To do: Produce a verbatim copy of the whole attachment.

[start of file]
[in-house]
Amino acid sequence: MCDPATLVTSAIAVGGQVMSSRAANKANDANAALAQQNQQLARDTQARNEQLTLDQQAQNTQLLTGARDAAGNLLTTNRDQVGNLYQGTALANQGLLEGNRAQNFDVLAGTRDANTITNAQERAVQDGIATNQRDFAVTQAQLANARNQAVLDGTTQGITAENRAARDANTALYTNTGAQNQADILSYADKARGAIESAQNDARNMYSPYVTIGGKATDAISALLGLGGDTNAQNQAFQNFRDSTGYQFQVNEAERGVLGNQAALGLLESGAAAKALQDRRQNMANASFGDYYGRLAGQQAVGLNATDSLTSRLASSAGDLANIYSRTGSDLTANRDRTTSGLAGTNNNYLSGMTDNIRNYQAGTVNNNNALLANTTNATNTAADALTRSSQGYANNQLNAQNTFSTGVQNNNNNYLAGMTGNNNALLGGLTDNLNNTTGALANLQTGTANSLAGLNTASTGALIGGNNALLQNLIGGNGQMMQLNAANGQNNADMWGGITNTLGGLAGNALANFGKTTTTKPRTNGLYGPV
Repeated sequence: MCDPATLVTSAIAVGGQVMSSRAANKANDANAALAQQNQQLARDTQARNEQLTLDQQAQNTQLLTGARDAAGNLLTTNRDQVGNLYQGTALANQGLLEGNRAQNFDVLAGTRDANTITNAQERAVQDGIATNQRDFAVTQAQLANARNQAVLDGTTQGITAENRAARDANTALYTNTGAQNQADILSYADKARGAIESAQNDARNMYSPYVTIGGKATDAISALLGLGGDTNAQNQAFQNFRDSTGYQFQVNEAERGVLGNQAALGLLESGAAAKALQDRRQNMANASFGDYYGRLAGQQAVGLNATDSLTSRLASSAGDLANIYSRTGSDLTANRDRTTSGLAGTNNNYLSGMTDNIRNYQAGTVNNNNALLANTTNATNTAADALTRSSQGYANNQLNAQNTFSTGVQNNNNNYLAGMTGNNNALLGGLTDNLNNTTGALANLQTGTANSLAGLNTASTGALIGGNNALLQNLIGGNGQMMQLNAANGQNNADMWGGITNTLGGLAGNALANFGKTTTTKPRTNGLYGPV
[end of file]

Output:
[in-house]
Amino acid sequence: MCDPATLVTSAIAVGGQVMSSRAANKANDANAALAQQNQQLARDTQARNEQLTLDQQAQNTQLLTGARDAAGNLLTTNRDQVGNLYQGTALANQGLLEGNRAQNFDVLAGTRDANTITNAQERAVQDGIATNQRDFAVTQAQLANARNQAVLDGTTQGITAENRAARDANTALYTNTGAQNQADILSYADKARGAIESAQNDARNMYSPYVTIGGKATDAISALLGLGGDTNAQNQAFQNFRDSTGYQFQVNEAERGVLGNQAALGLLESGAAAKALQDRRQNMANASFGDYYGRLAGQQAVGLNATDSLTSRLASSAGDLANIYSRTGSDLTANRDRTTSGLAGTNNNYLSGMTDNIRNYQAGTVNNNNALLANTTNATNTAADALTRSSQGYANNQLNAQNTFSTGVQNNNNNYLAGMTGNNNALLGGLTDNLNNTTGALANLQTGTANSLAGLNTASTGALIGGNNALLQNLIGGNGQMMQLNAANGQNNADMWGGITNTLGGLAGNALANFGKTTTTKPRTNGLYGPV
Repeated sequence: MCDPATLVTSAIAVGGQVMSSRAANKANDANAALAQQNQQLARDTQARNEQLTLDQQAQNTQLLTGARDAAGNLLTTNRDQVGNLYQGTALANQGLLEGNRAQNFDVLAGTRDANTITNAQERAVQDGIATNQRDFAVTQAQLANARNQAVLDGTTQGITAENRAARDANTALYTNTGAQNQADILSYADKARGAIESAQNDARNMYSPYVTIGGKATDAISALLGLGGDTNAQNQAFQNFRDSTGYQFQVNEAERGVLGNQAALGLLESGAAAKALQDRRQNMANASFGDYYGRLAGQQAVGLNATDSLTSRLASSAGDLANIYSRTGSDLTANRDRTTSGLAGTNNNYLSGMTDNIRNYQAGTVNNNNALLANTTNATNTAADALTRSSQGYANNQLNAQNTFSTGVQNNNNNYLAGMTGNNNALLGGLTDNLNNTTGALANLQTGTANSLAGLNTASTGALIGGNNALLQNLIGGNGQMMQLNAANGQNNADMWGGITNTLGGLAGNALANFGKTTTTKPRTNGLYGPV